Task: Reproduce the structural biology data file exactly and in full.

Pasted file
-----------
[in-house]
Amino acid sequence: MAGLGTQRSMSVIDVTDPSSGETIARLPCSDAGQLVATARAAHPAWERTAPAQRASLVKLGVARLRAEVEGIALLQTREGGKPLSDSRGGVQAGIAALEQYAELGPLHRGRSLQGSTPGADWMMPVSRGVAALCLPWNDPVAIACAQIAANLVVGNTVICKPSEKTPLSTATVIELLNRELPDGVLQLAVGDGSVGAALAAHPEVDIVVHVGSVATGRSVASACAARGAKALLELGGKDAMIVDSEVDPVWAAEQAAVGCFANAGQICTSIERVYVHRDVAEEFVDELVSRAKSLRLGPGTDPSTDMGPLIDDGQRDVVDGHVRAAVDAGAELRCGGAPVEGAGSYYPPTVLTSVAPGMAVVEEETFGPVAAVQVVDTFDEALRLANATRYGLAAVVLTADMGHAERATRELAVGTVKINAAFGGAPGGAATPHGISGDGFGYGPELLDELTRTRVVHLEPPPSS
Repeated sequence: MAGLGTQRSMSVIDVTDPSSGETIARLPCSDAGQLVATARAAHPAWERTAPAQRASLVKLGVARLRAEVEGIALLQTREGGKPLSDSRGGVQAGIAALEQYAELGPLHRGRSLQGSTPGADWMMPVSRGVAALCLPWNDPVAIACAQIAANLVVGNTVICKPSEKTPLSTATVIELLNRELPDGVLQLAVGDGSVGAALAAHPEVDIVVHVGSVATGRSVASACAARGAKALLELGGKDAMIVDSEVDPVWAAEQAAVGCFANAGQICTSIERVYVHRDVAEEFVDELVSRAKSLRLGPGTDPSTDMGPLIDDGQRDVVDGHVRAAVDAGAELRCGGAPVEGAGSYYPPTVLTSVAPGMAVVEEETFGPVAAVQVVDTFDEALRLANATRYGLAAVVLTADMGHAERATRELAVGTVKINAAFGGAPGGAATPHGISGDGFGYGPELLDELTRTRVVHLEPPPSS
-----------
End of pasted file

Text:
[in-house]
Amino acid sequence: MAGLGTQRSMSVIDVTDPSSGETIARLPCSDAGQLVATARAAHPAWERTAPAQRASLVKLGVARLRAEVEGIALLQTREGGKPLSDSRGGVQAGIAALEQYAELGPLHRGRSLQGSTPGADWMMPVSRGVAALCLPWNDPVAIACAQIAANLVVGNTVICKPSEKTPLSTATVIELLNRELPDGVLQLAVGDGSVGAALAAHPEVDIVVHVGSVATGRSVASACAARGAKALLELGGKDAMIVDSEVDPVWAAEQAAVGCFANAGQICTSIERVYVHRDVAEEFVDELVSRAKSLRLGPGTDPSTDMGPLIDDGQRDVVDGHVRAAVDAGAELRCGGAPVEGAGSYYPPTVLTSVAPGMAVVEEETFGPVAAVQVVDTFDEALRLANATRYGLAAVVLTADMGHAERATRELAVGTVKINAAFGGAPGGAATPHGISGDGFGYGPELLDELTRTRVVHLEPPPSS
Repeated sequence: MAGLGTQRSMSVIDVTDPSSGETIARLPCSDAGQLVATARAAHPAWERTAPAQRASLVKLGVARLRAEVEGIALLQTREGGKPLSDSRGGVQAGIAALEQYAELGPLHRGRSLQGSTPGADWMMPVSRGVAALCLPWNDPVAIACAQIAANLVVGNTVICKPSEKTPLSTATVIELLNRELPDGVLQLAVGDGSVGAALAAHPEVDIVVHVGSVATGRSVASACAARGAKALLELGGKDAMIVDSEVDPVWAAEQAAVGCFANAGQICTSIERVYVHRDVAEEFVDELVSRAKSLRLGPGTDPSTDMGPLIDDGQRDVVDGHVRAAVDAGAELRCGGAPVEGAGSYYPPTVLTSVAPGMAVVEEETFGPVAAVQVVDTFDEALRLANATRYGLAAVVLTADMGHAERATRELAVGTVKINAAFGGAPGGAATPHGISGDGFGYGPELLDELTRTRVVHLEPPPSS